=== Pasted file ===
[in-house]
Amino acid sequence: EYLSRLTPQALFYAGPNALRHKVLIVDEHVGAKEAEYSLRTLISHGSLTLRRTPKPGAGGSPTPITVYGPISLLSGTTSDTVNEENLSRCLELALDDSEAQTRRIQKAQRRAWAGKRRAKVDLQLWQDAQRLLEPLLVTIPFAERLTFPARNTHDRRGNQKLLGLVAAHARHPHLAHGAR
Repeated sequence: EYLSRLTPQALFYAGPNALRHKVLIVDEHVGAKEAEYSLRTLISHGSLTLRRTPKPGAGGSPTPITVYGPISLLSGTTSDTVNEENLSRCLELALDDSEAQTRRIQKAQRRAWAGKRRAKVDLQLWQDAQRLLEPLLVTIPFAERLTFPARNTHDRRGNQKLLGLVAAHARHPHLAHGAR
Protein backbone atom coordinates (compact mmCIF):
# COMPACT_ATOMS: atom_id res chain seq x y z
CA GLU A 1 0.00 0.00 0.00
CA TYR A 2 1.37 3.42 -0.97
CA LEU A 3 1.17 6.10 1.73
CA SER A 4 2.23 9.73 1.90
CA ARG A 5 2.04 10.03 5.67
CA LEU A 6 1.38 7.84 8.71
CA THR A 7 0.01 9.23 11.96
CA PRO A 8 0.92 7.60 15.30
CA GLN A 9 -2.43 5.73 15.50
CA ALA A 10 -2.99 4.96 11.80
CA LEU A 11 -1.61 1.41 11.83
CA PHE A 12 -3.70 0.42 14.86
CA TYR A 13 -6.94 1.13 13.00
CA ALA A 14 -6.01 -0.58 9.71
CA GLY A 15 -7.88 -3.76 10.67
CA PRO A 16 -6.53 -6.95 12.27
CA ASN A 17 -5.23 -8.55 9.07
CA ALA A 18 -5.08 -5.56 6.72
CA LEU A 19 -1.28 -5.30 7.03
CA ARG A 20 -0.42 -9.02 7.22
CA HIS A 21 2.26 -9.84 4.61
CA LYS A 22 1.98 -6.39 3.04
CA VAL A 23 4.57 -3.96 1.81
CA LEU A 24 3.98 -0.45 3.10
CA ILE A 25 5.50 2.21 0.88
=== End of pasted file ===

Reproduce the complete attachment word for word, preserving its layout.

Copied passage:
[in-house]
Amino acid sequence: EYLSRLTPQALFYAGPNALRHKVLIVDEHVGAKEAEYSLRTLISHGSLTLRRTPKPGAGGSPTPITVYGPISLLSGTTSDTVNEENLSRCLELALDDSEAQTRRIQKAQRRAWAGKRRAKVDLQLWQDAQRLLEPLLVTIPFAERLTFPARNTHDRRGNQKLLGLVAAHARHPHLAHGAR
Repeated sequence: EYLSRLTPQALFYAGPNALRHKVLIVDEHVGAKEAEYSLRTLISHGSLTLRRTPKPGAGGSPTPITVYGPISLLSGTTSDTVNEENLSRCLELALDDSEAQTRRIQKAQRRAWAGKRRAKVDLQLWQDAQRLLEPLLVTIPFAERLTFPARNTHDRRGNQKLLGLVAAHARHPHLAHGAR
Protein backbone atom coordinates (compact mmCIF):
# COMPACT_ATOMS: atom_id res chain seq x y z
CA GLU A 1 0.00 0.00 0.00
CA TYR A 2 1.37 3.42 -0.97
CA LEU A 3 1.17 6.10 1.73
CA SER A 4 2.23 9.73 1.90
CA ARG A 5 2.04 10.03 5.67
CA LEU A 6 1.38 7.84 8.71
CA THR A 7 0.01 9.23 11.96
CA PRO A 8 0.92 7.60 15.30
CA GLN A 9 -2.43 5.73 15.50
CA ALA A 10 -2.99 4.96 11.80
CA LEU A 11 -1.61 1.41 11.83
CA PHE A 12 -3.70 0.42 14.86
CA TYR A 13 -6.94 1.13 13.00
CA ALA A 14 -6.01 -0.58 9.71
CA GLY A 15 -7.88 -3.76 10.67
CA PRO A 16 -6.53 -6.95 12.27
CA ASN A 17 -5.23 -8.55 9.07
CA ALA A 18 -5.08 -5.56 6.72
CA LEU A 19 -1.28 -5.30 7.03
CA ARG A 20 -0.42 -9.02 7.22
CA HIS A 21 2.26 -9.84 4.61
CA LYS A 22 1.98 -6.39 3.04
CA VAL A 23 4.57 -3.96 1.81
CA LEU A 24 3.98 -0.45 3.10
CA ILE A 25 5.50 2.21 0.88